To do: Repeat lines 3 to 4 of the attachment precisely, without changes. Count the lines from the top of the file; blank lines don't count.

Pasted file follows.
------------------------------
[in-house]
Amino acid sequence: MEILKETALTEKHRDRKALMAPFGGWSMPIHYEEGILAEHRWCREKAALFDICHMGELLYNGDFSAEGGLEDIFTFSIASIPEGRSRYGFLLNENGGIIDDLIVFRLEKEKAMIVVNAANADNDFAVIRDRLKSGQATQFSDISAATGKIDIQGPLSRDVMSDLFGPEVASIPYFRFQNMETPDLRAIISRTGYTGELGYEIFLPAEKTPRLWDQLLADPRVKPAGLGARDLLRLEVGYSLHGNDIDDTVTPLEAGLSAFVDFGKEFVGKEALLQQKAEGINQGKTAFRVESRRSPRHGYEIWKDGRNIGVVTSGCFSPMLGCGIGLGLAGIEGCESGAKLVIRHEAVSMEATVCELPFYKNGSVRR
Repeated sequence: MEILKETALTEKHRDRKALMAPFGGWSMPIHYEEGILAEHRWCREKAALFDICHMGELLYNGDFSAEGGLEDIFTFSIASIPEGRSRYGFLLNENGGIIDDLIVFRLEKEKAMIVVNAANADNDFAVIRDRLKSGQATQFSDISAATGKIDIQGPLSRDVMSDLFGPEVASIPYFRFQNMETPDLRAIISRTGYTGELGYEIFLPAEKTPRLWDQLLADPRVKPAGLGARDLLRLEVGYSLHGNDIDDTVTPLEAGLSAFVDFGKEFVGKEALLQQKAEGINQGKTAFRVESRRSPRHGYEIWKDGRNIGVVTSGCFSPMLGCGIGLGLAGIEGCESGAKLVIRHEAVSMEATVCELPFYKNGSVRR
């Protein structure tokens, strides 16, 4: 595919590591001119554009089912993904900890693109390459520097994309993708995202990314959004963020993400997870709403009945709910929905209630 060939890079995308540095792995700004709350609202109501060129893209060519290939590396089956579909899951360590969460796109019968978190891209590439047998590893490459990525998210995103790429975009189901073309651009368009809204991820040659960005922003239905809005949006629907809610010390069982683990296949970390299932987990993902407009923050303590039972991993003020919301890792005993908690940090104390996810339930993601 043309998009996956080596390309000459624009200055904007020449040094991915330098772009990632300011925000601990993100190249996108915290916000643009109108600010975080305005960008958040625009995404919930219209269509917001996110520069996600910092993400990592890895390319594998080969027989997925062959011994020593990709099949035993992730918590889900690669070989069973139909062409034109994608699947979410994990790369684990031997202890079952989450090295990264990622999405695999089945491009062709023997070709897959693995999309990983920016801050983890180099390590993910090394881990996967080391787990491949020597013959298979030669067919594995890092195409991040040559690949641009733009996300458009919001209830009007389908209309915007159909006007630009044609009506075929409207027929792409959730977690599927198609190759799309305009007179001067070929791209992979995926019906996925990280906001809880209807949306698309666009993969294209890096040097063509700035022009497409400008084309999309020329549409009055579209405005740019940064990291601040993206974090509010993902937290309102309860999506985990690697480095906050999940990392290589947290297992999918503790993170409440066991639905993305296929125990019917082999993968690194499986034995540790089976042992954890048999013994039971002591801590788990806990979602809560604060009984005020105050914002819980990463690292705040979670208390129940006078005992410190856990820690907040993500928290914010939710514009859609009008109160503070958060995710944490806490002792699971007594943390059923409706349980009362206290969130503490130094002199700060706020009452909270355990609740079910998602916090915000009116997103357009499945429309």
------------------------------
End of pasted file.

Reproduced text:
Repeated sequence: MEILKETALTEKHRDRKALMAPFGGWSMPIHYEEGILAEHRWCREKAALFDICHMGELLYNGDFSAEGGLEDIFTFSIASIPEGRSRYGFLLNENGGIIDDLIVFRLEKEKAMIVVNAANADNDFAVIRDRLKSGQATQFSDISAATGKIDIQGPLSRDVMSDLFGPEVASIPYFRFQNMETPDLRAIISRTGYTGELGYEIFLPAEKTPRLWDQLLADPRVKPAGLGARDLLRLEVGYSLHGNDIDDTVTPLEAGLSAFVDFGKEFVGKEALLQQKAEGINQGKTAFRVESRRSPRHGYEIWKDGRNIGVVTSGCFSPMLGCGIGLGLAGIEGCESGAKLVIRHEAVSMEATVCELPFYKNGSVRR
């Protein structure tokens, strides 16, 4: 595919590591001119554009089912993904900890693109390459520097994309993708995202990314959004963020993400997870709403009945709910929905209630 060939890079995308540095792995700004709350609202109501060129893209060519290939590396089956579909899951360590969460796109019968978190891209590439047998590893490459990525998210995103790429975009189901073309651009368009809204991820040659960005922003239905809005949006629907809610010390069982683990296949970390299932987990993902407009923050303590039972991993003020919301890792005993908690940090104390996810339930993601 043309998009996956080596390309000459624009200055904007020449040094991915330098772009990632300011925000601990993100190249996108915290916000643009109108600010975080305005960008958040625009995404919930219209269509917001996110520069996600910092993400990592890895390319594998080969027989997925062959011994020593990709099949035993992730918590889900690669070989069973139909062409034109994608699947979410994990790369684990031997202890079952989450090295990264990622999405695999089945491009062709023997070709897959693995999309990983920016801050983890180099390590993910090394881990996967080391787990491949020597013959298979030669067919594995890092195409991040040559690949641009733009996300458009919001209830009007389908209309915007159909006007630009044609009506075929409207027929792409959730977690599927198609190759799309305009007179001067070929791209992979995926019906996925990280906001809880209807949306698309666009993969294209890096040097063509700035022009497409400008084309999309020329549409009055579209405005740019940064990291601040993206974090509010993902937290309102309860999506985990690697480095906050999940990392290589947290297992999918503790993170409440066991639905993305296929125990019917082999993968690194499986034995540790089976042992954890048999013994039971002591801590788990806990979602809560604060009984005020105050914002819980990463690292705040979670208390129940006078005992410190856990820690907040993500928290914010939710514009859609009008109160503070958060995710944490806490002792699971007594943390059923409706349980009362206290969130503490130094002199700060706020009452909270355990609740079910998602916090915000009116997103357009499945429309």